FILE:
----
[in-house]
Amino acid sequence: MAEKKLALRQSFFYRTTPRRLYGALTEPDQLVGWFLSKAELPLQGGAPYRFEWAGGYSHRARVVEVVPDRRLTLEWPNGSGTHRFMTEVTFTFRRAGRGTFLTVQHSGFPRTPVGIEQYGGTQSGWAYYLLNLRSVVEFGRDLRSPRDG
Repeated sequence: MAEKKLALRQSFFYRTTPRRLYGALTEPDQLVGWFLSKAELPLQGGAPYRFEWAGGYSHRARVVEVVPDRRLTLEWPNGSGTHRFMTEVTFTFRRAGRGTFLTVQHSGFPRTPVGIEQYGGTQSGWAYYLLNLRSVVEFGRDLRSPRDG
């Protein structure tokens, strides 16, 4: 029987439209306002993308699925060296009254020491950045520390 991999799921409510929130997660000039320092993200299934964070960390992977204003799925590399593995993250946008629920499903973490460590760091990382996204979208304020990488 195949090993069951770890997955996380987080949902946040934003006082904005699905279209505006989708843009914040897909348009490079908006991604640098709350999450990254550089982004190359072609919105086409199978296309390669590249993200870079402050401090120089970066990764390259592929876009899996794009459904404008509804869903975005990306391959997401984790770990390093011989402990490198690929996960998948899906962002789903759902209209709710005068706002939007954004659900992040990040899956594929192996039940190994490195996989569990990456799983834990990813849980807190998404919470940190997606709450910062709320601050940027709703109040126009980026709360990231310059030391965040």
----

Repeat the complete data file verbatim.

[in-house]
Amino acid sequence: MAEKKLALRQSFFYRTTPRRLYGALTEPDQLVGWFLSKAELPLQGGAPYRFEWAGGYSHRARVVEVVPDRRLTLEWPNGSGTHRFMTEVTFTFRRAGRGTFLTVQHSGFPRTPVGIEQYGGTQSGWAYYLLNLRSVVEFGRDLRSPRDG
Repeated sequence: MAEKKLALRQSFFYRTTPRRLYGALTEPDQLVGWFLSKAELPLQGGAPYRFEWAGGYSHRARVVEVVPDRRLTLEWPNGSGTHRFMTEVTFTFRRAGRGTFLTVQHSGFPRTPVGIEQYGGTQSGWAYYLLNLRSVVEFGRDLRSPRDG
């Protein structure tokens, strides 16, 4: 029987439209306002993308699925060296009254020491950045520390 991999799921409510929130997660000039320092993200299934964070960390992977204003799925590399593995993250946008629920499903973490460590760091990382996204979208304020990488 195949090993069951770890997955996380987080949902946040934003006082904005699905279209505006989708843009914040897909348009490079908006991604640098709350999450990254550089982004190359072609919105086409199978296309390669590249993200870079402050401090120089970066990764390259592929876009899996794009459904404008509804869903975005990306391959997401984790770990390093011989402990490198690929996960998948899906962002789903759902209209709710005068706002939007954004659900992040990040899956594929192996039940190994490195996989569990990456799983834990990813849980807190998404919470940190997606709450910062709320601050940027709703109040126009980026709360990231310059030391965040």